I am currently out of the office and unavailable via e-mail, landline, cell phone, Blackberry, IM, Facebook, LinkedIn, Twitter, Friendster or walking up and saying “hi.” Until I return, below are some helpful resources.
For spiritual guidance, please consult Emerson’s “Nature,” Merton’s “Zen and the Birds of Appetite,” or Carlin’s “When Will Jesus Bring the Pork Chops?”
Perhaps you’re thirsty. Rainbow Blossom sells a refreshing tamarind juice. If you’re in the mood for something stronger, the dirty martini at Seviche is delicious. Is your chi out of balance? Try craniosacral therapy. For feelings of stress or anxiety, turn off the TV and read a good book — maybe Lorrie Moore’s “Anagrams” or Peter Cameron’s “Someday This Pain Will Be Useful to You.”
For cholesterol or blood pressure problems, quit slacking on your exercise regimen. Also, spend some time coloring with a 5-year-old. Oh, and if the IT department says the mysterious substance that was causing your mouse to malfunction turned out to be mayonnaise, there’s another hint for you.
Concerned about your image? Make sure nobody’s been editing your bio on Wikipedia, Dickipedia or Chickipedia. A new hairstyle can work wonders for your self-esteem. Try not to Google yourself too often.
Are you beginning to lose hope for this world? Take heart: String theory suggests there are as many as 10^500 — that’s 10 followed by 500 zeroes — potential universes. Who knows, maybe one of them will be more to your liking.
Looking for your glasses? They’re on your head, silly. Worried that people secretly don’t like you? Maybe it’s something you said on your blog, wall posts, tweets, Amazon book reviews, YouTube comments, Digg feeds, Nachbar-bathroom-wall graffiti, or story chats. Ah, you’re probably worrying needlessly and — worst case — you can always take solace in the fact that your dog thinks you are magnificent.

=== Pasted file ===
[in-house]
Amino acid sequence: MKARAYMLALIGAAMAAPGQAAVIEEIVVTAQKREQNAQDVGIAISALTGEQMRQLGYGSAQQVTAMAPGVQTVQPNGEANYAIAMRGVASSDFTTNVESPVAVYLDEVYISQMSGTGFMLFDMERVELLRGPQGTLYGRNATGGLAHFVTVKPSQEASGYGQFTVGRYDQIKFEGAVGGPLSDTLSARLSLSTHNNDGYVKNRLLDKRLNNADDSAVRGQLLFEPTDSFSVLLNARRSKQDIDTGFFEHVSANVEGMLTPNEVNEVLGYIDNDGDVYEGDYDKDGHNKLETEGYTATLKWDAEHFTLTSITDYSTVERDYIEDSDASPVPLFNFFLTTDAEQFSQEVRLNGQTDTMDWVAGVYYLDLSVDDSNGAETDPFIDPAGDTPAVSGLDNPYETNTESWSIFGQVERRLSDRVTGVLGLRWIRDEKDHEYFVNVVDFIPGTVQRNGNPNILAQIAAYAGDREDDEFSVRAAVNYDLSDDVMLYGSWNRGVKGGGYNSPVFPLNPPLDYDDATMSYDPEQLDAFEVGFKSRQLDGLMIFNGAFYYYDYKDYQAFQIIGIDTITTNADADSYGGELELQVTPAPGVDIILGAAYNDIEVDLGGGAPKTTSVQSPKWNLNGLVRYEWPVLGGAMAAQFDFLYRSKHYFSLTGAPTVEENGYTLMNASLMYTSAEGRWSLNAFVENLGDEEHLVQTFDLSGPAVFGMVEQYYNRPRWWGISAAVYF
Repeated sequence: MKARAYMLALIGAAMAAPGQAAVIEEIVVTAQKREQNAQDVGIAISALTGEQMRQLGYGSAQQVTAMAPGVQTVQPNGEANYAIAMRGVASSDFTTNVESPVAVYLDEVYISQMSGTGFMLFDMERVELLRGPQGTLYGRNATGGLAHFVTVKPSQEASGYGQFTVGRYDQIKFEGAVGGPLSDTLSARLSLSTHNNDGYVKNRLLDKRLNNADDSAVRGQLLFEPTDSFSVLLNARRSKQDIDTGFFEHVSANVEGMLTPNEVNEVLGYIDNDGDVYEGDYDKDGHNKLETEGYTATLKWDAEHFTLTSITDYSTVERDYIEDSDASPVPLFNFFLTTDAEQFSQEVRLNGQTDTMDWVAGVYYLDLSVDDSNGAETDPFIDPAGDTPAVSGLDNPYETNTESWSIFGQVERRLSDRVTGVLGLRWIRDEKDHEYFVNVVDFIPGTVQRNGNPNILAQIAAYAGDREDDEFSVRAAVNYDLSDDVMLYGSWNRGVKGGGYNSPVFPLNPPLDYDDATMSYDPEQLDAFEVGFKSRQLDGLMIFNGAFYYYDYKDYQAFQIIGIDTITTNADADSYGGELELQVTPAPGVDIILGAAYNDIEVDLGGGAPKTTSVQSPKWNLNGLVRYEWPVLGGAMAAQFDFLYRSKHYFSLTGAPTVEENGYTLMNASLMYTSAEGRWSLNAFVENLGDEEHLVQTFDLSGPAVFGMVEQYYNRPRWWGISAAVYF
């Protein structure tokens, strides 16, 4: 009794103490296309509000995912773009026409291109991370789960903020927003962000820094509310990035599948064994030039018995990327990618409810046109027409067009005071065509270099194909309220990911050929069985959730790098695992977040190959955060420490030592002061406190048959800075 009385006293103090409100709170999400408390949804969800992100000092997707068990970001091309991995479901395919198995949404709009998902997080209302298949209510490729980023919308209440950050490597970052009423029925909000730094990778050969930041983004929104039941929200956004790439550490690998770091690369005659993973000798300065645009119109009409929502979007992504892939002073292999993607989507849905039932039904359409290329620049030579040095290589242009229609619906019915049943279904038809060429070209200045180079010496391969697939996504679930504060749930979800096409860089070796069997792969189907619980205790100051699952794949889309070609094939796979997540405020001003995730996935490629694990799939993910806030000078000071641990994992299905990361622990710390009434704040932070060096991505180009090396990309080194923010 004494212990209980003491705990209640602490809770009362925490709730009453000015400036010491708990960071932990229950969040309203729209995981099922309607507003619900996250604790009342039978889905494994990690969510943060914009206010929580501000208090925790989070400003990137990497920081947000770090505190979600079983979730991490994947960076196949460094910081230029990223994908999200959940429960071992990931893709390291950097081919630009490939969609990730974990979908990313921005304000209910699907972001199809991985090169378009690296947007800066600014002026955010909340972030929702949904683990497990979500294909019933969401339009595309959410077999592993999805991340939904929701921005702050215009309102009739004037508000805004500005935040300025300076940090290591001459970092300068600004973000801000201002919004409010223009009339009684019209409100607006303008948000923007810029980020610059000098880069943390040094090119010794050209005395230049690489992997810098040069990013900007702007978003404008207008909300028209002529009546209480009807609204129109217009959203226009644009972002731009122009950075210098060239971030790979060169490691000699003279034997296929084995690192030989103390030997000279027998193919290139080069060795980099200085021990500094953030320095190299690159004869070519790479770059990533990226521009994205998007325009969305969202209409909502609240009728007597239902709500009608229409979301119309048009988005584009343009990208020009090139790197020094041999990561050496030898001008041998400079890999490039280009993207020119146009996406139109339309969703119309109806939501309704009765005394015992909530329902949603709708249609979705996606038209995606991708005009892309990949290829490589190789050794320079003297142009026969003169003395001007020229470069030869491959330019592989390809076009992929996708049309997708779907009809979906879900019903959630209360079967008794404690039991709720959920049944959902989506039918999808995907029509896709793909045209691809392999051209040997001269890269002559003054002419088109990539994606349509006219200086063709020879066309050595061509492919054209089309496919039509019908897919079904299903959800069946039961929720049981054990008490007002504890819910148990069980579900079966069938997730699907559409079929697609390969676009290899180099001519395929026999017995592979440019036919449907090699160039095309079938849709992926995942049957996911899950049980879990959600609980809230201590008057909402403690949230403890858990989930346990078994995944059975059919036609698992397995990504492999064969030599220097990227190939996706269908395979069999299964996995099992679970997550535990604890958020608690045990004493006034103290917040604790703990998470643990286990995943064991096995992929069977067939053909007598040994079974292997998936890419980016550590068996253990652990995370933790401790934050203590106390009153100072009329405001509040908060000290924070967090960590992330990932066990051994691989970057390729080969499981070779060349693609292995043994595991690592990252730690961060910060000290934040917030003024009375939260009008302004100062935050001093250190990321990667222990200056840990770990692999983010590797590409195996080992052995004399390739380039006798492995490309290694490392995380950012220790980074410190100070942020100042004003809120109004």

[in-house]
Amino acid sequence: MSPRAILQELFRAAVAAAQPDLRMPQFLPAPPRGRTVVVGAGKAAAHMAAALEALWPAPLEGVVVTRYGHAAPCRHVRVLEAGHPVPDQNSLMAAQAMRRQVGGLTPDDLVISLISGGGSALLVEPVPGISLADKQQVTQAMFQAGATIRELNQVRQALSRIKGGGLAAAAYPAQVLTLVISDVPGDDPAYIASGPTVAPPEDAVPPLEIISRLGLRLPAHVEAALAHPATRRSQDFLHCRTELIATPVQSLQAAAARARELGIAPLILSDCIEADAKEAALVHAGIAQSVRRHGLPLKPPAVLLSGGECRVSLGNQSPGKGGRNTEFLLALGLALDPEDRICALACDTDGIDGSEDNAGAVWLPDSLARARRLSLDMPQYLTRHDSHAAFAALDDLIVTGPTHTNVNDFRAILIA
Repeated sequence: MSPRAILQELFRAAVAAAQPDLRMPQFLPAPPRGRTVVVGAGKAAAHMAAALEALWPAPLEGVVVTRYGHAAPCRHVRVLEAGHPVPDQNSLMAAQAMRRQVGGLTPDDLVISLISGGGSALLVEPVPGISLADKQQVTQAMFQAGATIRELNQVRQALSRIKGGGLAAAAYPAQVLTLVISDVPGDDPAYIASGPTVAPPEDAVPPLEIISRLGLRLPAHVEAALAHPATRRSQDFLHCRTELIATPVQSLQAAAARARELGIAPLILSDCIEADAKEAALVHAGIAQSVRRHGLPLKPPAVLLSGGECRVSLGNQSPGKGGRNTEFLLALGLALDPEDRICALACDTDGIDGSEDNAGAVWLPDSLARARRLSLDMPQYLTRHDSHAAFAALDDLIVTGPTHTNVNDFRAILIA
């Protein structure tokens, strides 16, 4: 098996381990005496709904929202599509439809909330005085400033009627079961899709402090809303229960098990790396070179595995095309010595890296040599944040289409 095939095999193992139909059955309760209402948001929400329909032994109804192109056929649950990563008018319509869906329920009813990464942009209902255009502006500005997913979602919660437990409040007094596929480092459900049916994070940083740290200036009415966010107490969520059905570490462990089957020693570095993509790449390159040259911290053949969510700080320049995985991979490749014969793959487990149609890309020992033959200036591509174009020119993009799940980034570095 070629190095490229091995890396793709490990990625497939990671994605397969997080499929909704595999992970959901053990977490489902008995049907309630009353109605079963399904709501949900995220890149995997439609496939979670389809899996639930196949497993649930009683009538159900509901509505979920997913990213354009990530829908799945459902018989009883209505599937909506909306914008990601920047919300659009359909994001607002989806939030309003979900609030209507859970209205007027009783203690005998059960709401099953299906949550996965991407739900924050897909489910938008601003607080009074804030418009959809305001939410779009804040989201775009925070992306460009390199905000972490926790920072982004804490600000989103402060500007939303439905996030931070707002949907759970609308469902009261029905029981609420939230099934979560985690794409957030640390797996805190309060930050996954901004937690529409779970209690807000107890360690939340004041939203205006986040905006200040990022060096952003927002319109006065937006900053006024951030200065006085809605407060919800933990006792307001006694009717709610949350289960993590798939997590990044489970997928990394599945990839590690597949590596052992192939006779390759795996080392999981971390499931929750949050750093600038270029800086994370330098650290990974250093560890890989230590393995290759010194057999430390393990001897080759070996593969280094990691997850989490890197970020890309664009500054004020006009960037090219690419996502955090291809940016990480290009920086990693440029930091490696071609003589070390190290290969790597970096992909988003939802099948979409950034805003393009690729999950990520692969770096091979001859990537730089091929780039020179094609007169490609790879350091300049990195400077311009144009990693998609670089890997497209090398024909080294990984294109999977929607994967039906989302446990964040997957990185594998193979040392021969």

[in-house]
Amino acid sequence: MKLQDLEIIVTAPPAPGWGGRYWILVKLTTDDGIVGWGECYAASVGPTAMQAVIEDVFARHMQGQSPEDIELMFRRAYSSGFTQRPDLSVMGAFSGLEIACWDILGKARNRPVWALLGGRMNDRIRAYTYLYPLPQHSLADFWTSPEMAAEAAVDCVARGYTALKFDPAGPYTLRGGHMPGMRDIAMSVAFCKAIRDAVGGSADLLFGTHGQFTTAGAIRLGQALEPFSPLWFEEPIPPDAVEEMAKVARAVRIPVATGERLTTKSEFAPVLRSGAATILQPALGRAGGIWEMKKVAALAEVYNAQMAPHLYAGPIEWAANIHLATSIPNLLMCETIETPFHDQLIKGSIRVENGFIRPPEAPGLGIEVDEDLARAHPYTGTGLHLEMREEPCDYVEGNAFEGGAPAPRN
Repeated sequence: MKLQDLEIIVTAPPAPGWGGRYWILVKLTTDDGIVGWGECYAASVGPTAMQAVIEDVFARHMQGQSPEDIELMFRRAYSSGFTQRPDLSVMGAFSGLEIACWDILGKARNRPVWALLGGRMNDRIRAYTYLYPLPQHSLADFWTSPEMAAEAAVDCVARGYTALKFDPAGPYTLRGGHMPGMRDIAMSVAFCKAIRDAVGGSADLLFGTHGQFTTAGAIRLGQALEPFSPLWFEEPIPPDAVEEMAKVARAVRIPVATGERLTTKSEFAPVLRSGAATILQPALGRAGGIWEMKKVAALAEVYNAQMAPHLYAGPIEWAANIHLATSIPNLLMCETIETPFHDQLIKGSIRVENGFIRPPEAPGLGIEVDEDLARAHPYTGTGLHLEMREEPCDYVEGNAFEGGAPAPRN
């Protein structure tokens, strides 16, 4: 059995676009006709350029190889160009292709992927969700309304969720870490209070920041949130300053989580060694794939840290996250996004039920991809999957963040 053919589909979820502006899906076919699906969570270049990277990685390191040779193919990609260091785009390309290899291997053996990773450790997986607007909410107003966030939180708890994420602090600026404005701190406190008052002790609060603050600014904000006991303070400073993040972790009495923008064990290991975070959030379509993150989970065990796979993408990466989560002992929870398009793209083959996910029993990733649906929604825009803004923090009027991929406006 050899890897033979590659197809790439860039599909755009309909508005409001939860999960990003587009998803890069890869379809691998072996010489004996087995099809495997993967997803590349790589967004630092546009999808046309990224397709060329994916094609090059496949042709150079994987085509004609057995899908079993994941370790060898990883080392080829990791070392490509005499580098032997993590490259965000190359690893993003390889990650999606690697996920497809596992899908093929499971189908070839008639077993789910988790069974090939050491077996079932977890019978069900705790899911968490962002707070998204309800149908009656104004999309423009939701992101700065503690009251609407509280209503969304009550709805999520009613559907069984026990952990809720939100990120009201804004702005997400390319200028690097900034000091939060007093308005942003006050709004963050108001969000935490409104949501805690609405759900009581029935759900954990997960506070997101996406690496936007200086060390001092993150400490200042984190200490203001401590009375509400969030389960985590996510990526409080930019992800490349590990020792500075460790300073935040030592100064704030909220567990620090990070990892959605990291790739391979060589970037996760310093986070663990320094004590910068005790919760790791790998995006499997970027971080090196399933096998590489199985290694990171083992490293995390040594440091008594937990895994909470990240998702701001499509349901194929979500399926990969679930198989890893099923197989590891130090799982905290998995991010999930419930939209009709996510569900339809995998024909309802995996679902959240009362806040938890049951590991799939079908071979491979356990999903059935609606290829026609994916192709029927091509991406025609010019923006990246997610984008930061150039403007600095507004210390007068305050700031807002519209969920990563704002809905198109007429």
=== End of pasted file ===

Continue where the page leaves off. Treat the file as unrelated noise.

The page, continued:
Stuck in a dinnertime rut? Burgers are so last millennium (plus they can kill you). Try the pad kee mow at Thai Smile, the seafood pho at Vietnam Kitchen or the mahi kabob at Shiraz.
Are you interested in exciting product-placement opportunities for future auto-replies? Our operators are standing by.
If your computer is running slowly, try rebooting. If that doesn’t help, try enabling your cookies, clearing your cache or erasing your history, none of which are as personally rewarding as they sound. Still no luck? Consider lowering your expectations.
Everybody is entitled to his or her opinion. If you don’t care for Jim James’ falsetto, you’re allowed to say so. Really.
Do you have a nagging feeling you’ve forgotten to do something important? Check your trunk for groceries. If there aren’t any there, it’s probably nothing.
Need a quick answer? Try www.fuckinggoogleit.com. Looking for Chuck Norris? www.nochucknorris.com. Know how I know you’re Gaelic? Because you listen to Bho Dhòrn Gu Dòrn.
Maybe you are concerned about what kind of legacy you’re going to leave. People want to be remembered forever, but let’s face it: Most of us will be completely forgotten just a few years after we die. Two billion people were alive in 1908. How many of them can you name? Repeat aloud Welp’s First Law of Transience: In 2108, nobody will even remember George Clooney, let alone me.
Do you worry that you worry too much? Don’t worry about it.
Are you working on a roots/country love song and need a rhyme for “grits”? Try “spritz,” “armpits,” “idgits,” “acquits,” “half-wits” or “kibitz.” Stay away from “blitzed.” You want a solid rhyme, not a Neil Diamond rhyme.
Because we live in a highly productive society, there will be about 300 e-mails waiting for me when I return. And because I wouldn’t want the productivity horse to run away with the happiness buggy, I will delete them all. Try to think like a Buddhist and consider this auto-reply your opportunity to practice patience.
Until I get back, here are a few assignments. First, assuming the maximum daily temperature for Louisville is 41 degrees in winter, 65 in spring, 89 in summer and 68 in fall, write a sinusoidal function that models the temperatures, using t=1 to represent winter. Assume your leaders have sold your children’s future to the oil and coal companies. Show your work.
Next, write a 3,000-word essay on the following topic: If the U.S. were a heavy-metal band, which state would be its drummer?
Oh, and if you’re wrestling with an important decision, remember what Mom always says: Follow your heart.